I can’t think of many things that say ‘dialed’ better than a top-to-bottom Arc’teryx powder outfit. I’ve been throwing down throughout what’s become an increasingly good winter here in the PNW in the Arc’teryx Sabre LT Jacket and Sabre Pant. Are they any good? Oh you bet they are.
Arc’teryx Sabre LT Jacket and Sabre Pants Features:
- Sabre LT jacket features Gore-Tex C-knit backer
- Sabre pant features 3L Gore-Tex Pro.
- Fully seam-taped with Arc’teryx’s signature micro-seam allowance.
- Both top and bottom feature Recco locators
- Snow skirt works with Slide ‘n Loc technology to seal onto pants
- Jacket features helmet-compatible storm hood
- All zips water-resistant and have generous pull tabs
- Full gussets throughout both garments to maximize range-of-motion
- MSRP: Pants $499; Jacket $649
Epic layers for epic days
I’ve never owned a ski top and bottom that came from the same company and were made to be integrated with each other. I wasn’t totally sold on the idea of it, either, since having a set of bibs and then a shell always worked perfectly fine for me. So the prospect of using an Arc’teryx top and bottom that were from the same product line and designed to be used together had me excited, but also wondering if it would be worth the hype.
Whether or not something is ‘worth the hype’ always has to come down to performance. If you get lucky then you can also find a product that looks good, but I mostly look for durability, light weight and active performance when I’m evaluating technical gear. So let’s look at both the pants and jacket to see how they hold up.
The Arc’teryx Sabre LT jacket is a light version of the Sabre jacket, shaving about two ounces off of that jacket’s weight for a total claimed weight of 1lb 6oz. It’s also built with Gore-Tex C-Knit technology, which is worth a mention. C-Knit came out in 2015 but I haven’t actually seen too many products utilizing it yet. C-Knit, or ‘circular knit,’replaces the normal inner fabric membrane and is supposed to have three big performance advantages: it’s softer to the touch, it’s measurably lighter, and it’s still as durable, weather resistant and breathable as a normal 3L lining.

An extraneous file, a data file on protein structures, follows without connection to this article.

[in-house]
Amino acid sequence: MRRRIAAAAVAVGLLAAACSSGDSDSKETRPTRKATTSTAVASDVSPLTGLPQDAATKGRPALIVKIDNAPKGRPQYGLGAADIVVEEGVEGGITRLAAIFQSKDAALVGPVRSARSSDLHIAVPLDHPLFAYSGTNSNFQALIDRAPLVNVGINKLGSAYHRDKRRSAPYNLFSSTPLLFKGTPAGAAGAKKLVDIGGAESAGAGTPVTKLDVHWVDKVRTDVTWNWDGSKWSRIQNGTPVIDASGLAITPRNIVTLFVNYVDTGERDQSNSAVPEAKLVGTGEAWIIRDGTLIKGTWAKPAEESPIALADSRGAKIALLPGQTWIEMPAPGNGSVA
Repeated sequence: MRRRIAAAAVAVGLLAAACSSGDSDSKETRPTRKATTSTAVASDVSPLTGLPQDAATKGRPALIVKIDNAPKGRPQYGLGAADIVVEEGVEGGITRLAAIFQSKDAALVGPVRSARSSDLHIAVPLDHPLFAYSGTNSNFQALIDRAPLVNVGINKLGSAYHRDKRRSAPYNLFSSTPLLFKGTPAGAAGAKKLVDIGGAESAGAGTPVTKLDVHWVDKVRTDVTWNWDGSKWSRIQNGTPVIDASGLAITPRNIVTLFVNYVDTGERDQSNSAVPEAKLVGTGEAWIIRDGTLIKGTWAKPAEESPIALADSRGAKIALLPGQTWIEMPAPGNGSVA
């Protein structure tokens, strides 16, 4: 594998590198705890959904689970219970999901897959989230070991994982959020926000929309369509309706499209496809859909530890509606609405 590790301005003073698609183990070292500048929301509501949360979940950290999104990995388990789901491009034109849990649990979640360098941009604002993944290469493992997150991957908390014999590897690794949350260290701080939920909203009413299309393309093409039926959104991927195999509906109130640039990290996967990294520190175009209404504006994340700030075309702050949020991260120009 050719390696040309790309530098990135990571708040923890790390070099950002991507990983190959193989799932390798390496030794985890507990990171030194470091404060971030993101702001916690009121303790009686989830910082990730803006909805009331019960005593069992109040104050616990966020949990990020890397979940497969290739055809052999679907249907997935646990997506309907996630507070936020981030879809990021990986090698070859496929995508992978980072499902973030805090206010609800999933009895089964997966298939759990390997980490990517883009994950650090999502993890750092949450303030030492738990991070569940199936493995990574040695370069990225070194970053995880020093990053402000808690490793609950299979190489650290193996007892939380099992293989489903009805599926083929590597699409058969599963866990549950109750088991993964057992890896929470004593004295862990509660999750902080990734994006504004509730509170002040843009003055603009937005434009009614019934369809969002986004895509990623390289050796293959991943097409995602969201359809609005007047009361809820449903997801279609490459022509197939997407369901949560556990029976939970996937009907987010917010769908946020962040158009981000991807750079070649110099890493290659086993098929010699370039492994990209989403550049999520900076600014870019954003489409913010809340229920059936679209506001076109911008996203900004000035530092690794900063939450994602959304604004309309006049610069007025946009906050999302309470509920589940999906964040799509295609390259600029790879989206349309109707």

The shell industry is notoriously difficult to find objective, clear information about performance metrics and this is also the case with C-Knit; I can’t give you a great comparison of breathability because firm data are hard to come by, but I do feel that the C-Knit breathes just as well as normal Gore Pro if not better. The real benefit seems to be that it has a smoother handle and is a bit lighter. If you really need this jacket to breathe for you, you are better off relying on the two massive pit zips which obviously say there are times when they will be needed.
One more thing: the face fabric on both the pants and the jacket is an 80D weave, which is a good strong weave for smacking trees and sharp ski edges or whatever you’re doing in these clothes.